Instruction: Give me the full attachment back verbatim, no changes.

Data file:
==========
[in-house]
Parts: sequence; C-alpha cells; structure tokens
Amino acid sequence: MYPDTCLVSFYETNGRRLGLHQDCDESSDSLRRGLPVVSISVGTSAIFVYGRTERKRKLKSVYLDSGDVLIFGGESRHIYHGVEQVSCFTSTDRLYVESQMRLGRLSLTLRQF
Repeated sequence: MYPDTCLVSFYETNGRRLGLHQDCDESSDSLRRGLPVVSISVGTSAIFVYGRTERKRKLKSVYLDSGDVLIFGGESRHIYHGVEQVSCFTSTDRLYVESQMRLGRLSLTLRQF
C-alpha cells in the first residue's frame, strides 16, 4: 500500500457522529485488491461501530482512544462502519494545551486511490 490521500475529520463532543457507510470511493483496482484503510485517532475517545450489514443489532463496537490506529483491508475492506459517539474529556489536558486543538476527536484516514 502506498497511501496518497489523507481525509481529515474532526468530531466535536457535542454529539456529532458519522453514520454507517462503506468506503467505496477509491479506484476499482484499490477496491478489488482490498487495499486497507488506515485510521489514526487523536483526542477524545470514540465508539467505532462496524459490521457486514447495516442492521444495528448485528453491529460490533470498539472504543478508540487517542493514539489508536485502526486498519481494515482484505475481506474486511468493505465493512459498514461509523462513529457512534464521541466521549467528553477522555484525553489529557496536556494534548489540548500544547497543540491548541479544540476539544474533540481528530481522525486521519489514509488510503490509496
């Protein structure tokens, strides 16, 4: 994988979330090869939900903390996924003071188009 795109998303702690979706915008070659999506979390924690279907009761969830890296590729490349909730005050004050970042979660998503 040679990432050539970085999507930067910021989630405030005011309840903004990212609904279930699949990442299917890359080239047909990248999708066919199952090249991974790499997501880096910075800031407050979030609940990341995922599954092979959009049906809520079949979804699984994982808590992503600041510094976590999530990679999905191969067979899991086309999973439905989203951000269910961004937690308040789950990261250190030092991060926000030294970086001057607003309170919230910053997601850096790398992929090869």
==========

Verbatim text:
[in-house]
Parts: sequence; C-alpha cells; structure tokens
Amino acid sequence: MYPDTCLVSFYETNGRRLGLHQDCDESSDSLRRGLPVVSISVGTSAIFVYGRTERKRKLKSVYLDSGDVLIFGGESRHIYHGVEQVSCFTSTDRLYVESQMRLGRLSLTLRQF
Repeated sequence: MYPDTCLVSFYETNGRRLGLHQDCDESSDSLRRGLPVVSISVGTSAIFVYGRTERKRKLKSVYLDSGDVLIFGGESRHIYHGVEQVSCFTSTDRLYVESQMRLGRLSLTLRQF
C-alpha cells in the first residue's frame, strides 16, 4: 500500500457522529485488491461501530482512544462502519494545551486511490 490521500475529520463532543457507510470511493483496482484503510485517532475517545450489514443489532463496537490506529483491508475492506459517539474529556489536558486543538476527536484516514 502506498497511501496518497489523507481525509481529515474532526468530531466535536457535542454529539456529532458519522453514520454507517462503506468506503467505496477509491479506484476499482484499490477496491478489488482490498487495499486497507488506515485510521489514526487523536483526542477524545470514540465508539467505532462496524459490521457486514447495516442492521444495528448485528453491529460490533470498539472504543478508540487517542493514539489508536485502526486498519481494515482484505475481506474486511468493505465493512459498514461509523462513529457512534464521541466521549467528553477522555484525553489529557496536556494534548489540548500544547497543540491548541479544540476539544474533540481528530481522525486521519489514509488510503490509496
């Protein structure tokens, strides 16, 4: 994988979330090869939900903390996924003071188009 795109998303702690979706915008070659999506979390924690279907009761969830890296590729490349909730005050004050970042979660998503 040679990432050539970085999507930067910021989630405030005011309840903004990212609904279930699949990442299917890359080239047909990248999708066919199952090249991974790499997501880096910075800031407050979030609940990341995922599954092979959009049906809520079949979804699984994982808590992503600041510094976590999530990679999905191969067979899991086309999973439905989203951000269910961004937690308040789950990261250190030092991060926000030294970086001057607003309170919230910053997601850096790398992929090869």